Triggers are basically PL/SQL procedures that are associated with tables, and are called whenever a certain modification (event) occurs. The modification statements may include INSERT, UPDATE, and DELETE.
The general structure of triggers is:
The usual CREATE OR REPLACE we have already seen with procedures and functions... TRIGGER specifies just what type of object we are creating.
The BEFORE (or AFTER) in the trigger definition refers to when you want to run the trigger, either before the actual database modification (update, delete, insert) or after.
The list of various statements, INSERT OR UPDATE [OF COLUMNS] OR DELETE refers to statements that trigger this trigger. You can specify all three, or just one. Let's say you wanted the trigger to fire only when you do a delete; well, then you'd only specify a DELETE in the list.
On some table specifies that the trigger is associated with such table. As we shall see later, this does not necessarily has to be a table, but could also be a view.
There are several types of triggers; ones for each row and others per statement. For example, when you're doing an update, you can have a trigger fire once for each thing being updated (if you update 20 rows, the thing would fire 20 times), or you can have it fire just once per statement (if a single update statement is updating 20 rows, the trigger would fire just once). This is what that FOR EACH ROW in the trigger definition means.
The PL/SQL block (between BEGIN and END) is a usual code block where you can place PL/SQL commands. The only limitation is that you cannot use COMMIT (or ROLLBACK) for obvious reasons.
Just like with procedures and functions, creating triggers requires certain privileges which are not part of the default privilege set. If you cannot create triggers from these notes because of permissions, you (or the admin) has to GRANT CREATE TRIGGER privilege on your username.
For example, to allow user 'alex' to create triggers, I may do something like this:
GRANT CREATE TRIGGER TO alex;
Note that if you are accessing a public Oracle server you must ask the admin to setup these things for you (in case of our class, you ask the instructor; in other words: me).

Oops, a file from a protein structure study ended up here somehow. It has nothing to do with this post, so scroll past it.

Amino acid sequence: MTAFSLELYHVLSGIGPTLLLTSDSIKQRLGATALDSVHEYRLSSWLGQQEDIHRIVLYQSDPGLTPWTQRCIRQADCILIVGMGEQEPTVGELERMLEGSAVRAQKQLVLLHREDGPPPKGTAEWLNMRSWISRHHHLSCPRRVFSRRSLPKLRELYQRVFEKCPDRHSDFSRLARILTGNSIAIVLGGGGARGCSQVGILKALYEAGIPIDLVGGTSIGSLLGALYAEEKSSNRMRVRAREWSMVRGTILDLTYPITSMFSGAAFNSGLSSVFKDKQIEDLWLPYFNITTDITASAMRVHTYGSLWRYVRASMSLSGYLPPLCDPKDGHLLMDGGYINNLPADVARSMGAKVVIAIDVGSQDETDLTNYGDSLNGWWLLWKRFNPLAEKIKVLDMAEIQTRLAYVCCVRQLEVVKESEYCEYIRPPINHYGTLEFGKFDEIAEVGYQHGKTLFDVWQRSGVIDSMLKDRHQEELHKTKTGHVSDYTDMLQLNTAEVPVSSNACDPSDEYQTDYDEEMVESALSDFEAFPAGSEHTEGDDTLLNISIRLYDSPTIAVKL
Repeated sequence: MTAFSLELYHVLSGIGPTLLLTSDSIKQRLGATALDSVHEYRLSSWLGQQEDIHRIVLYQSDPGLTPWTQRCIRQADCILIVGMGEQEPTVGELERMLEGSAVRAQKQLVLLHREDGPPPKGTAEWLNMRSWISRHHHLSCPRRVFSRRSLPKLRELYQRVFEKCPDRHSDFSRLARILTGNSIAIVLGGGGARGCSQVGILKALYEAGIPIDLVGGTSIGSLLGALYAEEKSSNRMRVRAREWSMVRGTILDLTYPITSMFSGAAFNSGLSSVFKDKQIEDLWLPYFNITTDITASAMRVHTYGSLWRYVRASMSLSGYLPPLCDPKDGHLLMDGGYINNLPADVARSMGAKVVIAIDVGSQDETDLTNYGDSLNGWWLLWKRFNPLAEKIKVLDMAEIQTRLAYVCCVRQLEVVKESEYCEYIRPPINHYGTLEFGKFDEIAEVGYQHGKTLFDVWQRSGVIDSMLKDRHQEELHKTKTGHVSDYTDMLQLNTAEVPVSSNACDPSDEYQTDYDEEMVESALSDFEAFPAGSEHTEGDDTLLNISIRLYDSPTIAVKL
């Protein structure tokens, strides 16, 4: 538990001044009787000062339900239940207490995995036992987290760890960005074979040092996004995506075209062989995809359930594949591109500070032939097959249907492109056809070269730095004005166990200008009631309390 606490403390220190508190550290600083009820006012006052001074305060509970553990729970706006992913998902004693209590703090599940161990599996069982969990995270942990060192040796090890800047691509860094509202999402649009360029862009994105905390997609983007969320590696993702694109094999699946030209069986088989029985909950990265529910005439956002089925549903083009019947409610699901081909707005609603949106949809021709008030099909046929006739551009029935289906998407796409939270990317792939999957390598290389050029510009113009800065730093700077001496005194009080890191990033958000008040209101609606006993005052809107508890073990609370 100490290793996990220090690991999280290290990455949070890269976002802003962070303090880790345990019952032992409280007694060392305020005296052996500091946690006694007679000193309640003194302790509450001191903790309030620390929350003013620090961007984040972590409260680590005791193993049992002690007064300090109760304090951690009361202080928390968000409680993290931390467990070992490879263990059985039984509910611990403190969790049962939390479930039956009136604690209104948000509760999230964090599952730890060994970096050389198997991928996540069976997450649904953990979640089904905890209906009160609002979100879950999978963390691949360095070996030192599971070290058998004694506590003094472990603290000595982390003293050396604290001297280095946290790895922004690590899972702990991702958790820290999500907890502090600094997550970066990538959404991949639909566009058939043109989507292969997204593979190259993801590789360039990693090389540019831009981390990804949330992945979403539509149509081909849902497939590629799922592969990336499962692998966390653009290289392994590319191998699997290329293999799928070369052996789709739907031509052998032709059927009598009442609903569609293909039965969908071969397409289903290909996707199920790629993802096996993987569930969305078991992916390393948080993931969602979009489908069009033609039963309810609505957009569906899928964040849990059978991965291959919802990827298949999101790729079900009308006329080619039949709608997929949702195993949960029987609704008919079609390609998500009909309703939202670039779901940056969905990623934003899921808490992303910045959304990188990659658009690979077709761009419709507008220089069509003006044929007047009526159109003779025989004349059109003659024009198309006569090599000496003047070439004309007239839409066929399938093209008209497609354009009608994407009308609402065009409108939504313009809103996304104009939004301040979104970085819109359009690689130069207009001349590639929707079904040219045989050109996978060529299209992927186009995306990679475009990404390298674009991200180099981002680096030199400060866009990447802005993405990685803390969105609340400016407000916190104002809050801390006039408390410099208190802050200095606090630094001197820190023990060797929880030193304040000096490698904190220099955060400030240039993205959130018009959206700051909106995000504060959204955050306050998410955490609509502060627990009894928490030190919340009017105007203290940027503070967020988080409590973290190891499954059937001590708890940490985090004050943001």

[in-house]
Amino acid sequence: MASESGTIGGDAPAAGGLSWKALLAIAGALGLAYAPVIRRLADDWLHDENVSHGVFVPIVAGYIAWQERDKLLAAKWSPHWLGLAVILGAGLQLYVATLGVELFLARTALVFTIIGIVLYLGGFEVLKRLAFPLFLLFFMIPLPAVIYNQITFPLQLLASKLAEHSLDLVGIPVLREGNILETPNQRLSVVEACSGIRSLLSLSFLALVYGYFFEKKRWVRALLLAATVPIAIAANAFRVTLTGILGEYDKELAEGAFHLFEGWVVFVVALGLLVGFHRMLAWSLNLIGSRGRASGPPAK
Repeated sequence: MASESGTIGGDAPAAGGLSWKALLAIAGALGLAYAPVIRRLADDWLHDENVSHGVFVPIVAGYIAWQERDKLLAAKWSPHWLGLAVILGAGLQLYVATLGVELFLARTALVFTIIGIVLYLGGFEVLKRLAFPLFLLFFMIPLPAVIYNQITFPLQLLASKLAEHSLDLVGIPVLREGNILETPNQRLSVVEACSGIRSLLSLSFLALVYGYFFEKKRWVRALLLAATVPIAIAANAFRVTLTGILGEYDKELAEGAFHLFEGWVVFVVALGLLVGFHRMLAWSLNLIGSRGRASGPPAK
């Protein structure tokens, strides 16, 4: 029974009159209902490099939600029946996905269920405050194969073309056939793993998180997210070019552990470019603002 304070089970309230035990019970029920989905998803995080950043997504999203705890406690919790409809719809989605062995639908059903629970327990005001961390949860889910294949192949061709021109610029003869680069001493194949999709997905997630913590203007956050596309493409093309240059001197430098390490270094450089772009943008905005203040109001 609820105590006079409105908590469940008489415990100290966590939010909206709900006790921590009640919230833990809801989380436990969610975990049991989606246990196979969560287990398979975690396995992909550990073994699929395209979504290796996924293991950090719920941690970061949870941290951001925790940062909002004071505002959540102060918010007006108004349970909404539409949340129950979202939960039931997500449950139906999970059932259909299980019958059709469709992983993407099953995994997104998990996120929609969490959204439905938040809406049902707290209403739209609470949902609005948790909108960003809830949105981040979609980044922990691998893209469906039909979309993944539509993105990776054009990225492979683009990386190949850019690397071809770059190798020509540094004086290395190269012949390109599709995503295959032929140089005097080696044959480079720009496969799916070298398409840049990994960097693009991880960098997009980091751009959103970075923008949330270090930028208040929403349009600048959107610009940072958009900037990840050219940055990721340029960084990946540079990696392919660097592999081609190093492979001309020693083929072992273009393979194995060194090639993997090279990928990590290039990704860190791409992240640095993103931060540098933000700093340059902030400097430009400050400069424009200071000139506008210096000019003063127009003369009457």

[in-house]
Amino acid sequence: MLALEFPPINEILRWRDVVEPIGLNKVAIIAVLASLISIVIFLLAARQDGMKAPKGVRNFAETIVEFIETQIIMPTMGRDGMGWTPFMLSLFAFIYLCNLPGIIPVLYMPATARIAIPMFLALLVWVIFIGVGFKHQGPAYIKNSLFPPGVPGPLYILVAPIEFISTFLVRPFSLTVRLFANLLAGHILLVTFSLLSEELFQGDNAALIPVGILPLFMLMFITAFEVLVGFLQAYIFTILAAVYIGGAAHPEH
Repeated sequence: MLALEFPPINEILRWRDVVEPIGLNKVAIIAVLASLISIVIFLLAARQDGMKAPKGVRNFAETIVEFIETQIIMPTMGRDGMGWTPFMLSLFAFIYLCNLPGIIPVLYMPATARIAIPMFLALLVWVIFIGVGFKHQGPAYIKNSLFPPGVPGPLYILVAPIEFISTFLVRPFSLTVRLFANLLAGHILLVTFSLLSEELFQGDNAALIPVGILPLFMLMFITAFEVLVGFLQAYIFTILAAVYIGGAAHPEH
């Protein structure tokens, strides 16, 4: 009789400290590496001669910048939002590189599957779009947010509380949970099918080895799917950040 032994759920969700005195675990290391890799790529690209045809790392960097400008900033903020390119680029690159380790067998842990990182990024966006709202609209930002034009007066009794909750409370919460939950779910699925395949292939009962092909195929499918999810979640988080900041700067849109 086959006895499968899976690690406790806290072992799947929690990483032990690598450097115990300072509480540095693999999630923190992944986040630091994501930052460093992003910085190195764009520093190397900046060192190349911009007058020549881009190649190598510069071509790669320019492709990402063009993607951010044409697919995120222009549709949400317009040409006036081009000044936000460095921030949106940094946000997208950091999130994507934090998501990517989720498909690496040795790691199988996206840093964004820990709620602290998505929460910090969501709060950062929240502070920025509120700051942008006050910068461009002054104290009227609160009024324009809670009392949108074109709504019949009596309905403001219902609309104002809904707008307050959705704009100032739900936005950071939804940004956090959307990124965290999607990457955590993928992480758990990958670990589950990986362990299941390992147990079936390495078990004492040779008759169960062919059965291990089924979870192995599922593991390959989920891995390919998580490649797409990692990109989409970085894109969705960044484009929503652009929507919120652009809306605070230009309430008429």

Sample Table to be Triggered
Before we begin playing with triggers, let's create a simple table with which we can experiment:
The above creates a PERSON table with an ID, a NAME and a DOB columns (fields). Whatever triggers we define in these notes will relate to this table.
Also, lets not forget to setup: SET SERVEROUTPUT ON;
Before Insert Trigger
Let's start out our quest to learn triggers with the simplest case. We have nothing in the database (our PERSON table is empty). Before we insert any data, we'd like to perform some operation (let's say for logging purposes, or whatever). We write a trigger to fire before the insert takes place.
Now let us test it out:
INSERT INTO PERSON(ID,NAME,DOB) VALUES (1,'JOHN DOE',SYSDATE);
The single INSERT statement fires the trigger. When we run it, we get the print out of 'BEFORE INSERT OF JOHN DOE'. Ie:
After Insert Trigger
Can you guess what the trigger would look like that would fire AFTER the insert? Well?
And with our 2nd test INSERT:
INSERT INTO PERSON(ID,NAME,DOB) VALUES (2,'JANE DOE',SYSDATE);
For a total result of:
Notice that both triggers have fired. One before the INSERT the other one after.
Before Update Statement Trigger
Now that we have some data in the table, we can create an update trigger, that would fire whenever someone tries to update any person (or persons).
Now, let's run an update...
UPDATE PERSON SET DOB = SYSDATE;
Which produces the result:
Note that is says 2 rows updated but we've only seen one BEFORE UPDATING SOME PERSON(S), meaning that our trigger only fired once. This is because we did not specify FOR EACH ROW (which we'll do next).
Btw, from now on, we'll leave out a few details (I'll assume you can figure out how to write PERSON_UPDATE_S_BEFORE trigger, and such, etc.)
FOR EACH ROW Before Update Trigger
Right now, all we are doing is adding a FOR EACH ROW to last example:
We're also printing out (displaying) the old value of PERSON.DOB and the new value. Now, let's run our update statement:
UPDATE PERSON SET DOB = SYSDATE;
Which gives the results:
Notice that we still get the firing of the initial 'non' per row trigger (that's the first one), then the FOR EACH ROW trigger fires, which actually does run for each row that is updated (in this case, twice).
We won't go into the AFTER update trigger; but you should still know it and practice it.
We shall discuss triggers in more detail next time...